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Trump revives the militarization of police departments

With Thanksgiving and Christmas season around the corner people everywhere are preparing for all holidays entail. The year is winding down and for many people things are calming down.

However, for some individuals a calm nation is a boring nation. This has led to the exaggeration of current events and crimes by interested individuals and the media; this in turn has caused the general public to be overtaken by concern, and with a president who believes the same, the truth can sometimes be lost in the misconstrued perception.

Everybody in the US wants a safe nation, but how far do we actually have to go to achieve an adequate level of safety? And why would anybody want to misrepresent crime rates in the US?

A 2016 Gallup poll revealed that over 50 percent of surveyed individuals were worried about crime and unrest in the U.S., an all-time high in the past 15 years. However, studies like the one performed by the Pew Research Center, a “nonpartisan fact tank,” shows that crime rates have actually been on a steady decline for the past 20 years.

Why then, if crime is lower now that in the past 20 years, does our government feel the need to further militarize the police in several towns and cities in the U.S.? Although it did not receive much attention, earlier this year President Trump signed an executive order rescinding former President Obama’s amendments to the U.S. Government’s Defense Logistics Agency’s 1033 program, which basically led to the remilitarization of U.S. police departments.

The 1033 program, which was signed into law by former President Clinton on Sept. 23, 1996, aimed to transfer excess military property to law enforcement agencies in the U.S. The program allowed for the repurpose and reuse of equipment that ranged from clothing and office supplies to armored vehicles, weaponized aircrafts and firearms.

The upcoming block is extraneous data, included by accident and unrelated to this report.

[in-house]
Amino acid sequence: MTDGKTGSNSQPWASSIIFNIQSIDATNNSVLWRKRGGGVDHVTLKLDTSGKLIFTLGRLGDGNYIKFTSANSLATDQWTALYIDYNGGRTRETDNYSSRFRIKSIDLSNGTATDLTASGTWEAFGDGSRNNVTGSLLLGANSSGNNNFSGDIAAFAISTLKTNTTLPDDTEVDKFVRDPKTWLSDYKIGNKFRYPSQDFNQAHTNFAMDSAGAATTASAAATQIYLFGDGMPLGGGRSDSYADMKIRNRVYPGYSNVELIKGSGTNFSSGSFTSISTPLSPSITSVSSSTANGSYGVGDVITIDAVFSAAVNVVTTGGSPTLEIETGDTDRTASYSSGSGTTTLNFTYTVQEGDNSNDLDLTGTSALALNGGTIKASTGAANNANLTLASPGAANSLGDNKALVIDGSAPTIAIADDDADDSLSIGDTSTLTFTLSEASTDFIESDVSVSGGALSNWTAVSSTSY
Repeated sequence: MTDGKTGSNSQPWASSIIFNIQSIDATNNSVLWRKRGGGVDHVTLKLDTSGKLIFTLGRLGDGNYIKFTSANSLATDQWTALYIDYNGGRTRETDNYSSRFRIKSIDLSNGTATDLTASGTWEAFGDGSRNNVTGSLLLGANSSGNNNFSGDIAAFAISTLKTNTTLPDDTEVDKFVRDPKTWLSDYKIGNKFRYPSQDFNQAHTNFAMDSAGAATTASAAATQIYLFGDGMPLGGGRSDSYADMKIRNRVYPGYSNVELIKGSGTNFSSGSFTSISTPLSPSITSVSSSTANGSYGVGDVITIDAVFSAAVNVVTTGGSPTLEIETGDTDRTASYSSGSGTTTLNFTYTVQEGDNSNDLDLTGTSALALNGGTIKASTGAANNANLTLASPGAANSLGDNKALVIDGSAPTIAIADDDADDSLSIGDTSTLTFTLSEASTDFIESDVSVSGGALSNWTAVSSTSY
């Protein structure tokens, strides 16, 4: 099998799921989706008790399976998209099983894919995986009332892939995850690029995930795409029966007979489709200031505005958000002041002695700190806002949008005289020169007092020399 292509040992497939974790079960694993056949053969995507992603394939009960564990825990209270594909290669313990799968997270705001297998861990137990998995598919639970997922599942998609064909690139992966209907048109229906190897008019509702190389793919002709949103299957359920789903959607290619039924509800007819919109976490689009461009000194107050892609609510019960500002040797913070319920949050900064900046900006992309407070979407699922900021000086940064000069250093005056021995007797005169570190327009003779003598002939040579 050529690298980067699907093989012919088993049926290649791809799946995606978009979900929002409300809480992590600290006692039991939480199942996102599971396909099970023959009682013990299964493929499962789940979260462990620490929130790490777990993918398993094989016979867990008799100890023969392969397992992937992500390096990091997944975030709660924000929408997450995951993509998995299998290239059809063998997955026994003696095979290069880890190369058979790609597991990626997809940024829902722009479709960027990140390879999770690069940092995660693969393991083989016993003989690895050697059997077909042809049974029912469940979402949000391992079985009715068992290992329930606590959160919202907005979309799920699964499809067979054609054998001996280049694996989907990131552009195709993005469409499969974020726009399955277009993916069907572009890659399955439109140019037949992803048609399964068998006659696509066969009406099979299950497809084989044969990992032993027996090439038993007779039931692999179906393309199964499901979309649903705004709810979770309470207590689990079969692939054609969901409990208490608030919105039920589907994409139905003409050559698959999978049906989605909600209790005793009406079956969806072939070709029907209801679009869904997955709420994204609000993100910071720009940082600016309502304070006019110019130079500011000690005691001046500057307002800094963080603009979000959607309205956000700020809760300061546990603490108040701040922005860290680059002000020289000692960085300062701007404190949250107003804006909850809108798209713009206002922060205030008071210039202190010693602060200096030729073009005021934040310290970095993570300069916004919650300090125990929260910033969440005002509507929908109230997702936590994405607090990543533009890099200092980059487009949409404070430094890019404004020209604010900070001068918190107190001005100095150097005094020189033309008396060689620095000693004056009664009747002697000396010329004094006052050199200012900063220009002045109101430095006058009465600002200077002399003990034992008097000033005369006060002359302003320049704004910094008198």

The program went largely unnoticed until the Ferguson riots of 2015 finally brought the militarization of police departments into the national spotlight. This led the Obama Administration to restrict the transfer of some military hardware to police as part of the 1033 program. Items like “grenade launchers, tracked armored vehicles, armed aircraft, bayonets, and [large] guns,” which had been proven to have the greatest risk for misuse or overuse, were no longer available to police.

With Trump’s decision to lift the limits on the transfer of selected military equipment to police, the attorney general’s obsession with the failed drug war, and President Trump’s past statements that almost seemed to endorse police brutality, some people believe that arming police with military grade weapons and vehicles might put individual’s civil rights in danger.

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